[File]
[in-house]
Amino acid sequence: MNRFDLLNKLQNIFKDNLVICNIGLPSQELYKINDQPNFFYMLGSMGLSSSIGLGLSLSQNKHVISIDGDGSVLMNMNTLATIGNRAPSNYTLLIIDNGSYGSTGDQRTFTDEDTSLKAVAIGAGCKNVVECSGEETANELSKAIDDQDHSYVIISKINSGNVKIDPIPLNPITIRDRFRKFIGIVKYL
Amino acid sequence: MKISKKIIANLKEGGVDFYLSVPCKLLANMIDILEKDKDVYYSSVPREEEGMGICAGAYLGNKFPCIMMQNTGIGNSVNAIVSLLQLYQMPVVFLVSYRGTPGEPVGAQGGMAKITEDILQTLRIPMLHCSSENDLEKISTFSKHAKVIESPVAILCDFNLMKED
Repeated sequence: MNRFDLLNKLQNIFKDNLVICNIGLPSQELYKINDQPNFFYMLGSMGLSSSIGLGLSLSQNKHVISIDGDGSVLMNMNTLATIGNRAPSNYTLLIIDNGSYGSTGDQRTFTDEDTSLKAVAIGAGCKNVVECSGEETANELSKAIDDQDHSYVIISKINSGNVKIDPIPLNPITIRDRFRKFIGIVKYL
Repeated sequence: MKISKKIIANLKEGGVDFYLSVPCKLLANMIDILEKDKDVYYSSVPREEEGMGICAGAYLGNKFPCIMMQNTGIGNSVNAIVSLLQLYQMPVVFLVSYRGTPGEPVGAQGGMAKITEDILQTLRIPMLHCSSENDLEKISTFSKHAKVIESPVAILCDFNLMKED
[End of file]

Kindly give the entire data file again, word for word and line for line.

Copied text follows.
[in-house]
Amino acid sequence: MNRFDLLNKLQNIFKDNLVICNIGLPSQELYKINDQPNFFYMLGSMGLSSSIGLGLSLSQNKHVISIDGDGSVLMNMNTLATIGNRAPSNYTLLIIDNGSYGSTGDQRTFTDEDTSLKAVAIGAGCKNVVECSGEETANELSKAIDDQDHSYVIISKINSGNVKIDPIPLNPITIRDRFRKFIGIVKYL
Amino acid sequence: MKISKKIIANLKEGGVDFYLSVPCKLLANMIDILEKDKDVYYSSVPREEEGMGICAGAYLGNKFPCIMMQNTGIGNSVNAIVSLLQLYQMPVVFLVSYRGTPGEPVGAQGGMAKITEDILQTLRIPMLHCSSENDLEKISTFSKHAKVIESPVAILCDFNLMKED
Repeated sequence: MNRFDLLNKLQNIFKDNLVICNIGLPSQELYKINDQPNFFYMLGSMGLSSSIGLGLSLSQNKHVISIDGDGSVLMNMNTLATIGNRAPSNYTLLIIDNGSYGSTGDQRTFTDEDTSLKAVAIGAGCKNVVECSGEETANELSKAIDDQDHSYVIISKINSGNVKIDPIPLNPITIRDRFRKFIGIVKYL
Repeated sequence: MKISKKIIANLKEGGVDFYLSVPCKLLANMIDILEKDKDVYYSSVPREEEGMGICAGAYLGNKFPCIMMQNTGIGNSVNAIVSLLQLYQMPVVFLVSYRGTPGEPVGAQGGMAKITEDILQTLRIPMLHCSSENDLEKISTFSKHAKVIESPVAILCDFNLMKED